A Sunday Reflection

28th Sunday in Ordinary Time (Cycle C)

One of the first things we try to teach children is to say “please” and “thank you”. The magic words. It is a way of recognizing that we are neither self-sufficient nor entitled. All we have is a gift from God, our loving Father, and we should be grateful.

But many times, while we are quick with the “please”, we forget about the “thank you”. Such is the case with the ten lepers in today’s gospel. They are quick to beg: “Jesus, Master! Have pity on us” (Lk 17:13). But once their prayer is heard, nine of them go on their way while only one returns to thank the Lord for his mercy.

The Father is lavish with his gifts: life, sustenance, family, friends, a job, the freedom to worship him. The list goes on and on. Do we remember to thank him for all we have received? Do we come back glorifying him like the Samaritan? Or are we like the other nine? Think about it… God bless you!

Fr. Luis R. Largaespada

News

Around the Parish

Emmaus Men held a bake sale to raise funds for their upcoming retreat.

Members of the RCIA team attended a training session at the Archdiocesan Center.

Matrimonios en Victoria took part in a tour of the church conducted by Juan Alayo.

The church was filled to capacity at the Made for More event.

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Is this really Jesus? Finding Christ in the Eucharist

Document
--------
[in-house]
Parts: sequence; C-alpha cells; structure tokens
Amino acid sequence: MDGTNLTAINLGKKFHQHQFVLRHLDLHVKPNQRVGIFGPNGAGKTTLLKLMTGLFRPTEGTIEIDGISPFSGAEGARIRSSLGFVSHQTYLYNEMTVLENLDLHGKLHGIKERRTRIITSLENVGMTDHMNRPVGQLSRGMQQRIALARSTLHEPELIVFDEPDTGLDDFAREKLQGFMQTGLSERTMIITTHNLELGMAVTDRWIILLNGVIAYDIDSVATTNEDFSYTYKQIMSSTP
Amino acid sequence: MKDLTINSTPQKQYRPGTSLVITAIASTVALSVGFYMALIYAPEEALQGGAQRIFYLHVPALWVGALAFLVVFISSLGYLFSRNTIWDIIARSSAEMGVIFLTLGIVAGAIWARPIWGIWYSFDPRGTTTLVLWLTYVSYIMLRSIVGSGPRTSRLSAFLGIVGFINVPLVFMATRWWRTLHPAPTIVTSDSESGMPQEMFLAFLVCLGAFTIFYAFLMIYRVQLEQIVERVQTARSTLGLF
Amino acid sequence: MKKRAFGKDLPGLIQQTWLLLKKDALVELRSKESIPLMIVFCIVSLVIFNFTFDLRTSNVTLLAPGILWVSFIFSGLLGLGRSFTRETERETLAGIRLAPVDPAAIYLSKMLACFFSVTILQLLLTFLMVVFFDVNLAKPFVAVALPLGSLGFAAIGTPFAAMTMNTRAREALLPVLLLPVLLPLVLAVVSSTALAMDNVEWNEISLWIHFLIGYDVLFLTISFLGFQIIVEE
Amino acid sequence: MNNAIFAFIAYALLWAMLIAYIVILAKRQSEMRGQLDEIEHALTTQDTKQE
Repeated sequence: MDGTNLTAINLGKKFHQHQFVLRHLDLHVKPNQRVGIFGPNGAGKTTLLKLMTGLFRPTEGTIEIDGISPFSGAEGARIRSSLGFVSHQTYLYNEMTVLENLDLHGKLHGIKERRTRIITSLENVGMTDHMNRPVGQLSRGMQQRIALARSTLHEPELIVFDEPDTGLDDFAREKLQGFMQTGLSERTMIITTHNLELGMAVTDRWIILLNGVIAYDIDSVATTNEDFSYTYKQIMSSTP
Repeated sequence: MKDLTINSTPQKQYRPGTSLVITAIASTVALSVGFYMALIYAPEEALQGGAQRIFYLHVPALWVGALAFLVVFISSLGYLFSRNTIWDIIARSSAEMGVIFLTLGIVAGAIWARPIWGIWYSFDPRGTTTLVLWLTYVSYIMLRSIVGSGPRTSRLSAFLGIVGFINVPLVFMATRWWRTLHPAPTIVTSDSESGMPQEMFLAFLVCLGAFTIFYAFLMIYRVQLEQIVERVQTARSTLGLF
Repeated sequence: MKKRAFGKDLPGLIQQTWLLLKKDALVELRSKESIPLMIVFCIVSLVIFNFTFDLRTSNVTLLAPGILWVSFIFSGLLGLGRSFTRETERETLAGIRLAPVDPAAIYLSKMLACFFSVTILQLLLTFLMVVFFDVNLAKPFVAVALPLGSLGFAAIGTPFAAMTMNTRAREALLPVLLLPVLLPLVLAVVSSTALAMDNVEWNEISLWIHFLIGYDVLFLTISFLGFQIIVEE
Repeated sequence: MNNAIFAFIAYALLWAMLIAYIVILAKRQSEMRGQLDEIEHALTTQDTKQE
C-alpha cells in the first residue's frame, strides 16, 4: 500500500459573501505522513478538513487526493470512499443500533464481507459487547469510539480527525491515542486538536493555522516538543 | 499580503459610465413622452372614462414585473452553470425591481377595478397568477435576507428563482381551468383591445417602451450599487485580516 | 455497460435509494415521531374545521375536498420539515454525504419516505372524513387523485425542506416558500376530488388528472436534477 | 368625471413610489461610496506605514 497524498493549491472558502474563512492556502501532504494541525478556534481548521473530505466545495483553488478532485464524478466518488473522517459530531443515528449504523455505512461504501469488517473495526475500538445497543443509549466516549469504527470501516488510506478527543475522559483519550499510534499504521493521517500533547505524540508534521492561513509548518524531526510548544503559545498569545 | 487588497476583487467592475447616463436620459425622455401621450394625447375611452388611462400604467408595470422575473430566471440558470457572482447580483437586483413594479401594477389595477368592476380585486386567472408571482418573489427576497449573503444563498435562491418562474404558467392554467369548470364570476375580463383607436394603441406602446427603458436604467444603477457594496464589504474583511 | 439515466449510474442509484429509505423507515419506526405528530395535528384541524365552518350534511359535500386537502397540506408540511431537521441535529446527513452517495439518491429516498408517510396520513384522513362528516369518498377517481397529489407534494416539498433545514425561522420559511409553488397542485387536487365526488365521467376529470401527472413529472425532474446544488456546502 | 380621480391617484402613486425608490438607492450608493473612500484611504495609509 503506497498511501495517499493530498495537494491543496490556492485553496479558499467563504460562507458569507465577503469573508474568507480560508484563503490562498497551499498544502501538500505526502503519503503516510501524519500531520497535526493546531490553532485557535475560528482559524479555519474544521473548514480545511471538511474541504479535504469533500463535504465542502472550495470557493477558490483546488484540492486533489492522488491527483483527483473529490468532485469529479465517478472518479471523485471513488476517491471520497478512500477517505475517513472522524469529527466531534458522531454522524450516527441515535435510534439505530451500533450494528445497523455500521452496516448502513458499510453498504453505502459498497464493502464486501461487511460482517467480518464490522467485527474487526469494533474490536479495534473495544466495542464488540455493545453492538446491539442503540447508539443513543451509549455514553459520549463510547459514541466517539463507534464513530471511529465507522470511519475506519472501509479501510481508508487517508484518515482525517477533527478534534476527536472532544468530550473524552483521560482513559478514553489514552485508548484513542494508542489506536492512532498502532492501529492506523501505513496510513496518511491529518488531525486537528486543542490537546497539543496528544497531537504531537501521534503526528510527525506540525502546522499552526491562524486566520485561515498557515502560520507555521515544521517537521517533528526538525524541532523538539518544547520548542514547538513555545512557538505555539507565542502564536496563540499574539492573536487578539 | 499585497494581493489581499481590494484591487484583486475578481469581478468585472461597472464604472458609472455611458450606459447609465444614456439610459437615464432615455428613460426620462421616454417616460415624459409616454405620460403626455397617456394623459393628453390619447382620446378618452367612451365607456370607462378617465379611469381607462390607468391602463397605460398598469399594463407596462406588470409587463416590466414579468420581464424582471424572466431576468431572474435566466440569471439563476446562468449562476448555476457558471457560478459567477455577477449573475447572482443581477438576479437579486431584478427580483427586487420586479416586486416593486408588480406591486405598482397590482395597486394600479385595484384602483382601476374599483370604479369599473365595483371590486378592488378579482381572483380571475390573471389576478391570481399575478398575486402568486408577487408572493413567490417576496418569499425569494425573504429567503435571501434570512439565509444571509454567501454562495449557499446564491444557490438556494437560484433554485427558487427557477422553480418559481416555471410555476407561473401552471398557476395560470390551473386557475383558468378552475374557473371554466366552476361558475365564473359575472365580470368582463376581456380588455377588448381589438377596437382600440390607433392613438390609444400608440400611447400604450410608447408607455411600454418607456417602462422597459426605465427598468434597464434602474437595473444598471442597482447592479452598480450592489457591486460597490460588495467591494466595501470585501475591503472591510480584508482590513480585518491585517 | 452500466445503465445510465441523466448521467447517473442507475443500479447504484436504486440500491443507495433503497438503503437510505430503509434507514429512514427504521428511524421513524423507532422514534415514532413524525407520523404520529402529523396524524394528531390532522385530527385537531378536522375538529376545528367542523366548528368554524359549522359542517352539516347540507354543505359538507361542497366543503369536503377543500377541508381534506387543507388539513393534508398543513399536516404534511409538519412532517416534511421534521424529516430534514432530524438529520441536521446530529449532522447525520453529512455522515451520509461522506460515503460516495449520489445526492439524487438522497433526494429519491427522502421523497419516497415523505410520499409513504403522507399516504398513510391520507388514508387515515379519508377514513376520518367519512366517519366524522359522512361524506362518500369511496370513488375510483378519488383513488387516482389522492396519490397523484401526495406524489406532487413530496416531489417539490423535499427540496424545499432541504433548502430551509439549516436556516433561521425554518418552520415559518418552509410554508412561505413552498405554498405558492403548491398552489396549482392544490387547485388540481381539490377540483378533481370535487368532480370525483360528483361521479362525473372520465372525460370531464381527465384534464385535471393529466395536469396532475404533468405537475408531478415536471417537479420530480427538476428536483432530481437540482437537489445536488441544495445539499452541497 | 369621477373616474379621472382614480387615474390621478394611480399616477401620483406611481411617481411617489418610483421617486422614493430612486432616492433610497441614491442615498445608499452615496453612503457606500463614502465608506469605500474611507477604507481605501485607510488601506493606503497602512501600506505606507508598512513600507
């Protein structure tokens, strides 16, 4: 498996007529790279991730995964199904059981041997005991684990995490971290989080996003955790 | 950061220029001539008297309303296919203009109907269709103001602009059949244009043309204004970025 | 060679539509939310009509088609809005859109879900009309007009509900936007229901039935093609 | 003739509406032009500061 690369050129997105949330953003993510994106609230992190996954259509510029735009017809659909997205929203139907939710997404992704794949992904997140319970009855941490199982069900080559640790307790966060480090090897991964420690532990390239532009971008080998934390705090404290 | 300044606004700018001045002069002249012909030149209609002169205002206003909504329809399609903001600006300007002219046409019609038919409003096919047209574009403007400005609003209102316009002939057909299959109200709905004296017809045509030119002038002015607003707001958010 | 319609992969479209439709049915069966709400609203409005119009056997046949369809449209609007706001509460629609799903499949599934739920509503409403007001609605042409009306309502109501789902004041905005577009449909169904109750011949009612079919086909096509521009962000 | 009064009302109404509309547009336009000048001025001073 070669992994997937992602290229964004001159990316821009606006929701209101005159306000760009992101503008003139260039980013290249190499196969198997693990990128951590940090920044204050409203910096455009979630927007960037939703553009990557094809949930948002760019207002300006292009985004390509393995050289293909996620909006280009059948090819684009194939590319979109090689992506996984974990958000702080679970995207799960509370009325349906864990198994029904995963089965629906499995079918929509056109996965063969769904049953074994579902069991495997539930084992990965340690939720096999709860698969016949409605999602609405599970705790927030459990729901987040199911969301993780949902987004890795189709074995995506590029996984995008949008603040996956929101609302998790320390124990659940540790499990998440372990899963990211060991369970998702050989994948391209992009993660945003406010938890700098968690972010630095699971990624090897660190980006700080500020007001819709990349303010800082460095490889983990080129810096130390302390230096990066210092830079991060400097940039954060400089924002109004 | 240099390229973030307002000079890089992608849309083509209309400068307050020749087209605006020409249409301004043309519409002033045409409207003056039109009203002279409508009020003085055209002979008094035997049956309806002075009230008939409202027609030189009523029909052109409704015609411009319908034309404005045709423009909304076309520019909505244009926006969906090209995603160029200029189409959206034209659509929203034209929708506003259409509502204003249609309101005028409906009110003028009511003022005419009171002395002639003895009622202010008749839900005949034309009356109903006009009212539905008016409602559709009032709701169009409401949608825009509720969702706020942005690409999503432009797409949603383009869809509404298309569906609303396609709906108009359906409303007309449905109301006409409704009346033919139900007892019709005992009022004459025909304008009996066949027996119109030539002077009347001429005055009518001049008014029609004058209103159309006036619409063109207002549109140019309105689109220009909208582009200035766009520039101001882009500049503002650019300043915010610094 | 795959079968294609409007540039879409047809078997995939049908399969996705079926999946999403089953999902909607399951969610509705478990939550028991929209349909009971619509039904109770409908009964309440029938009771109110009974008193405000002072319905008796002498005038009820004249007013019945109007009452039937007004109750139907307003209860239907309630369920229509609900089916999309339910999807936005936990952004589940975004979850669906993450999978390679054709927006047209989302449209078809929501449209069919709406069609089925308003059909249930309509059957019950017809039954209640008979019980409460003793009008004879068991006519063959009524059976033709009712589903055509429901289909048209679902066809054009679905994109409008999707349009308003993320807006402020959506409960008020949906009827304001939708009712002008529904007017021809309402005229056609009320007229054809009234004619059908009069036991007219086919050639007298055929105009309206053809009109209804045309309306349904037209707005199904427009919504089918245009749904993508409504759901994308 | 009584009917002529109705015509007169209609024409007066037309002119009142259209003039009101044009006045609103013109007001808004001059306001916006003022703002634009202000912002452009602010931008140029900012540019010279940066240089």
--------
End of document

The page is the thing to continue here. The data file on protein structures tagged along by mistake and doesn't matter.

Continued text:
ONE REASON SO FEW PEOPLE today believe what the Church teaches about the Eucharist is that the teaching is so shocking: After consecration, the host at Mass isn’t bread; it is Jesus Christ himself. He just looks like bread. Really?

Really. Here’s how the Catechism puts it: “In the most blessed sacrament of the Eucharist ‘the body and blood, together with the soul and divinity, of our Lord Jesus Christ and, therefore, the whole Christ is truly, really, and substantially contained’” (1374).

Christians have always believed in the Real Presence. And it has always been shocking. Jesus taught the doctrine most clearly in the sixth chapter of John, and already there was a scandalized reaction. The gospel tells us some of his disciples would no longer walk with him.

But through the years, the Real Presence has been an important part of Christian spirituality. To this day, most Christians worldwide believe in the Real Presence of Jesus in the Eucharist.

There are a little more than 2 billion Christians in the world. Half of those, about 1 billion, are Catholics (of those, only 7% are in the United States). Another 12% of the world’s Christians are Orthodox Christians who also believe in the Real Presence. That means more than 3 of every 5 Christians belongs to a Church that believes in the Real Presence. It’s no wonder. When Jesus says we are saved by his blood, he doesn’t mean that we are “saved” by his “blood” — he means his real blood really gives us eternal life. Where do we find it? In the Eucharist.

Tom Hoopes, Is This really Jesus? A primer on Christ in the Eucharist aleteia.org, August 19, 2019. With permission.

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